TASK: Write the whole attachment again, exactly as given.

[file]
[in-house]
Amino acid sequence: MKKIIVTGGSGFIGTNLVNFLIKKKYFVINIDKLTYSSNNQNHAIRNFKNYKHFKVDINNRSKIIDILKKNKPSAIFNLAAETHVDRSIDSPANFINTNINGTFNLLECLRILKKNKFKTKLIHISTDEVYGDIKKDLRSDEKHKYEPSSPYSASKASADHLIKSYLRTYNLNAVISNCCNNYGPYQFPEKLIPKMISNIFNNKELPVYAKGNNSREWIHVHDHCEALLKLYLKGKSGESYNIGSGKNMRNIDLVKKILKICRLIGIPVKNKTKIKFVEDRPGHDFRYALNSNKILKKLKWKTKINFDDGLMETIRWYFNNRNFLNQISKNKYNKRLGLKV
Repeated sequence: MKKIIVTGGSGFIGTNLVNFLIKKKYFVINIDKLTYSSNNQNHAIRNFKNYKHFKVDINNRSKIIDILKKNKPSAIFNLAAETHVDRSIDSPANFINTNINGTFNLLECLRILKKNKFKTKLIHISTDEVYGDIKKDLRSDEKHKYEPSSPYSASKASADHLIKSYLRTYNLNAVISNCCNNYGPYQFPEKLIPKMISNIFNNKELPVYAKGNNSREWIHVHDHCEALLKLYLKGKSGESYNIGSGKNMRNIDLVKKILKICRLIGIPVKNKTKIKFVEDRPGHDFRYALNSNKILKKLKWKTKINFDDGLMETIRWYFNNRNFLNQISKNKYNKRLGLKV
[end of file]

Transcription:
[in-house]
Amino acid sequence: MKKIIVTGGSGFIGTNLVNFLIKKKYFVINIDKLTYSSNNQNHAIRNFKNYKHFKVDINNRSKIIDILKKNKPSAIFNLAAETHVDRSIDSPANFINTNINGTFNLLECLRILKKNKFKTKLIHISTDEVYGDIKKDLRSDEKHKYEPSSPYSASKASADHLIKSYLRTYNLNAVISNCCNNYGPYQFPEKLIPKMISNIFNNKELPVYAKGNNSREWIHVHDHCEALLKLYLKGKSGESYNIGSGKNMRNIDLVKKILKICRLIGIPVKNKTKIKFVEDRPGHDFRYALNSNKILKKLKWKTKINFDDGLMETIRWYFNNRNFLNQISKNKYNKRLGLKV
Repeated sequence: MKKIIVTGGSGFIGTNLVNFLIKKKYFVINIDKLTYSSNNQNHAIRNFKNYKHFKVDINNRSKIIDILKKNKPSAIFNLAAETHVDRSIDSPANFINTNINGTFNLLECLRILKKNKFKTKLIHISTDEVYGDIKKDLRSDEKHKYEPSSPYSASKASADHLIKSYLRTYNLNAVISNCCNNYGPYQFPEKLIPKMISNIFNNKELPVYAKGNNSREWIHVHDHCEALLKLYLKGKSGESYNIGSGKNMRNIDLVKKILKICRLIGIPVKNKTKIKFVEDRPGHDFRYALNSNKILKKLKWKTKINFDDGLMETIRWYFNNRNFLNQISKNKYNKRLGLKV